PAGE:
Can You Move a Bird Nest Near Your Home?
Birds have a habit of building nests in inconvenient places. Find out when and how you can move a bird nest if needed.
Meet the Birds Next Door
When birds start a family close to your home, it offers a thrilling chance to observe their behavior. But if they choose to place the abode in a high-traffic area, it can be challenging too. Can you move a bird nest? Before you do, there are some factors to consider, including whether or not it’s legal to do so. Here are some pointers on how to be a good host during nesting season.
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Enjoy the Front Row Seat
Most birds are secretive nesters. So when a pair chooses a visible spot, such as under the eaves of a porch, it provides a rare opportunity to watch their family life up close. If the nest is visible from a window, you have a perfect situation: Most birds quickly adapt to being watched through the glass, especially if you avoid sudden movements near the window.
Writing notes on the things you observe each day makes the process more interesting and educational. Can you tell when the adults have started incubating or when the eggs have hatched? Can you see what kind of food they’re bringing to the youngsters?
Generally it’s best not to approach the nest too closely. But if you can’t resist peeking in to check the contents—no more than once every few days—it’s OK. Do it when the parents are away, toward the middle of the day, not early in the morning when it’s cooler and the birds may be feeding more actively. And steer clear of the nest when the young are nearly full-grown, or they may jump out before they’re totally ready.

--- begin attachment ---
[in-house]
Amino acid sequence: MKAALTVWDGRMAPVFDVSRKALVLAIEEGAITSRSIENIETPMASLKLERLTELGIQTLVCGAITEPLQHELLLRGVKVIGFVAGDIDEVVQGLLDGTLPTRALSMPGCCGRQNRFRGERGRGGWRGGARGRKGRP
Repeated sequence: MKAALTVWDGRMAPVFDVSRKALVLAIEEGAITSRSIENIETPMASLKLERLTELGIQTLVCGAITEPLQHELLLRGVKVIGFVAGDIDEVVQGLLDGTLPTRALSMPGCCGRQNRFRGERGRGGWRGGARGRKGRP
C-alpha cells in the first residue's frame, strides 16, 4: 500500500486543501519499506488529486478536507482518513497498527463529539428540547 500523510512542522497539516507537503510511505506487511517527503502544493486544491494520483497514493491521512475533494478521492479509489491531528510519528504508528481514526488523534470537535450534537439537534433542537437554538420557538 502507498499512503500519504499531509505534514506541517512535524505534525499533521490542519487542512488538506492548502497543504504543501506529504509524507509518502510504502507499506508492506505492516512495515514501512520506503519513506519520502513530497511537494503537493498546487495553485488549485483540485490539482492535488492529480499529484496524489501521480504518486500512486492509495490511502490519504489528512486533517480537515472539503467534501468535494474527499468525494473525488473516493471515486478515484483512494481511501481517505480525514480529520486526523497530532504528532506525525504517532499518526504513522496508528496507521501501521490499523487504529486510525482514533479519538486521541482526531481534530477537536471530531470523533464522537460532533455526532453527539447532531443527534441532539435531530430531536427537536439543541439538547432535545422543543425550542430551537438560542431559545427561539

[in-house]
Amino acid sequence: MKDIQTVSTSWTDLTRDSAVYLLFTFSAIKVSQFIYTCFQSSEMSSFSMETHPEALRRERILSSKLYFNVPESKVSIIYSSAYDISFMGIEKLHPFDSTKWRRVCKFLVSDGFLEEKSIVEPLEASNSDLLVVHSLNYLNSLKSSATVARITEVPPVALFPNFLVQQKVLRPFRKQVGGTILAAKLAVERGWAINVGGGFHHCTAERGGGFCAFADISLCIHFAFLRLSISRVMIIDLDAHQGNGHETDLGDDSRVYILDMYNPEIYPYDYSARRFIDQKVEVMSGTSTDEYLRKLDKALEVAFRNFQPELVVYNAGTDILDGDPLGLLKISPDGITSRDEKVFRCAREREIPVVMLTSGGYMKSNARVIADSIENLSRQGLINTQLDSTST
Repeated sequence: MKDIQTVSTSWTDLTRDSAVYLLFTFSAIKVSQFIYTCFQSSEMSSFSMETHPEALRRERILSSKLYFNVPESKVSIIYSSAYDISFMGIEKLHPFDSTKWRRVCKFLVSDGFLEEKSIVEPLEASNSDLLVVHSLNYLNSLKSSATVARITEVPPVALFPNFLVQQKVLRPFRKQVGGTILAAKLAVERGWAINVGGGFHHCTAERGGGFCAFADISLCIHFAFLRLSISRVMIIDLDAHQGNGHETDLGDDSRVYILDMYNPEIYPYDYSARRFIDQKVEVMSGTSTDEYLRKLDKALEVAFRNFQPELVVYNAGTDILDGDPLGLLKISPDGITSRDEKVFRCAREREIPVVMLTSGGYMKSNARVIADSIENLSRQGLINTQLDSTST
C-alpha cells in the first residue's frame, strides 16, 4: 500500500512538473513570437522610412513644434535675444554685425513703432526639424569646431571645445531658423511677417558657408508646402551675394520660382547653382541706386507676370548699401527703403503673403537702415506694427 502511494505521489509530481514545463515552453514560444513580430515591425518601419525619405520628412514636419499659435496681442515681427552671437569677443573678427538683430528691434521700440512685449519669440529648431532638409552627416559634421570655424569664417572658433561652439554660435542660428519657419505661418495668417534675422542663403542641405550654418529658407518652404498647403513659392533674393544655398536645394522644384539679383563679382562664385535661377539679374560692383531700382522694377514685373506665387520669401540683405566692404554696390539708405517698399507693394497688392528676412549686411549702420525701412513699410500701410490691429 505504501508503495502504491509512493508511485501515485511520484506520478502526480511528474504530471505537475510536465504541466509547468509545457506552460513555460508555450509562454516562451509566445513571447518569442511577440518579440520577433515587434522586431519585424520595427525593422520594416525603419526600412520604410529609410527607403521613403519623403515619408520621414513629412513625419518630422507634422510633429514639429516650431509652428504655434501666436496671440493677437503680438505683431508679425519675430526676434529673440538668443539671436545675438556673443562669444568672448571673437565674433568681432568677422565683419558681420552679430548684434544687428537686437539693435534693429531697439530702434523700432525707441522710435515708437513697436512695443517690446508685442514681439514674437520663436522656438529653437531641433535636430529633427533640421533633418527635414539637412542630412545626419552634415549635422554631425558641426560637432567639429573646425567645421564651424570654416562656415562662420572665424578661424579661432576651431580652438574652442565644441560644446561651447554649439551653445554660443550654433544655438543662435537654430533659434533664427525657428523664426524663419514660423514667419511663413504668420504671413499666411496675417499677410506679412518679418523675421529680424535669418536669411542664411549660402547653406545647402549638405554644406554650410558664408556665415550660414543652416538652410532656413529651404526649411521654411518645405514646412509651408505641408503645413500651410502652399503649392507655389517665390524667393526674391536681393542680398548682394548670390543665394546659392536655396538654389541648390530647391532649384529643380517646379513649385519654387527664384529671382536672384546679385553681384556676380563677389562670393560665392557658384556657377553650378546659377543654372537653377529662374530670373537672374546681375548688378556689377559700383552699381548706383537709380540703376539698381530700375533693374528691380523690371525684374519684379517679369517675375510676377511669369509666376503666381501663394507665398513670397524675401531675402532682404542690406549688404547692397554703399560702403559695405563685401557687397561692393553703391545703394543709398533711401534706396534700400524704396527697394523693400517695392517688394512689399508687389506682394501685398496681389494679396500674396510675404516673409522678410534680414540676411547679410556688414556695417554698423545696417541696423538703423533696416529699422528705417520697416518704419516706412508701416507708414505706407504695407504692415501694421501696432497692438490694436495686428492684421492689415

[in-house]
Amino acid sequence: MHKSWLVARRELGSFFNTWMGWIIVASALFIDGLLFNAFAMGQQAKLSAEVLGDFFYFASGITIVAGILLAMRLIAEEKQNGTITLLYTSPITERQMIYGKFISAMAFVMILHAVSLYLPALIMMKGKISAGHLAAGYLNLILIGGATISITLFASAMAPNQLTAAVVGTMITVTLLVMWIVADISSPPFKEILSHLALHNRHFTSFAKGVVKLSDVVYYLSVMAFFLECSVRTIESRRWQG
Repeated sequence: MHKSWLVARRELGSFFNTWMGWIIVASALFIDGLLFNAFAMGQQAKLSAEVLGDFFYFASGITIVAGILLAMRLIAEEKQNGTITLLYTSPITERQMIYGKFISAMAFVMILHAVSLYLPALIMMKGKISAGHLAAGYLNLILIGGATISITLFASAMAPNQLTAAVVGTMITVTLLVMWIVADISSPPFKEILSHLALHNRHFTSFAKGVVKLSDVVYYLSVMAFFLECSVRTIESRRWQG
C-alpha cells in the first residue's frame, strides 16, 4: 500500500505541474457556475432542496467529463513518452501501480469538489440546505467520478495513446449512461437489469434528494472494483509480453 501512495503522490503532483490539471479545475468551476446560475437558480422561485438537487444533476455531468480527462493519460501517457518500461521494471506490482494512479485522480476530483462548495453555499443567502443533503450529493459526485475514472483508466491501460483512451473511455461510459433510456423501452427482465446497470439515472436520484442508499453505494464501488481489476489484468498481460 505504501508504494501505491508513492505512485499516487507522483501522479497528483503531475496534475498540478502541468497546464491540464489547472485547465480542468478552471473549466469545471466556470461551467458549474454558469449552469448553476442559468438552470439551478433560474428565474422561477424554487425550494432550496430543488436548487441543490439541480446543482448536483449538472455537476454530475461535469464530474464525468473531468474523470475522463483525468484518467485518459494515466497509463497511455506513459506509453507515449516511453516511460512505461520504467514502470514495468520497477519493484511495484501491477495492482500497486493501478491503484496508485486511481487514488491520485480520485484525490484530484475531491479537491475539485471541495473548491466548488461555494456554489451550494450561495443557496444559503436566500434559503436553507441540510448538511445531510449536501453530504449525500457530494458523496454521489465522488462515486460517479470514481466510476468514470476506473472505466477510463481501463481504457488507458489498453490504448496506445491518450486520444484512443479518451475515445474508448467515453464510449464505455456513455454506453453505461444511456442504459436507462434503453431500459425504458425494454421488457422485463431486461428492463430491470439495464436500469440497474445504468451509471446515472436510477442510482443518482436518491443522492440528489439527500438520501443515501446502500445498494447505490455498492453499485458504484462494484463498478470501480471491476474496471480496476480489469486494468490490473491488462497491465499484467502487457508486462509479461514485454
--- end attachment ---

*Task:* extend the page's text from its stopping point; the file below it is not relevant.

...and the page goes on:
Parent birds are very good at taking care of their families on their own. If you’re eager to help them, avoid using pesticides during the nesting cycle, always keep cats indoors and keep feeders filled, especially during cold or wet weather.
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Can You Move a Bird Nest With Eggs in It?
Sometimes bird parents will place their nest in a rather inconvenient spot, such as right next to the front door or the sidewalk, or even in a wreath hanging on a door, where it’s almost impossible to avoid disturbing them. However, moving a bird nest usually isn’t an option.
Disturbing bird nests isn’t just unkind, it’s also illegal in most cases. A federal law, the Migratory Bird Treaty Act, offers broad protections to birds, plus their nests and eggs. A few nonnative species are excluded, such as house sparrows and European starlings, but as a rule, it’s best to assume that all birds in your backyard are protected.
If for some reason it’s essential to move an active bird nest, contact your state or regional wildlife department and ask for help. These wildlife professionals have the necessary permits to relocate birds. (An active nest is defined as one in which a bird has either laid eggs and/or is sitting on the nest). But be aware that birds often abandon a nest after it’s moved.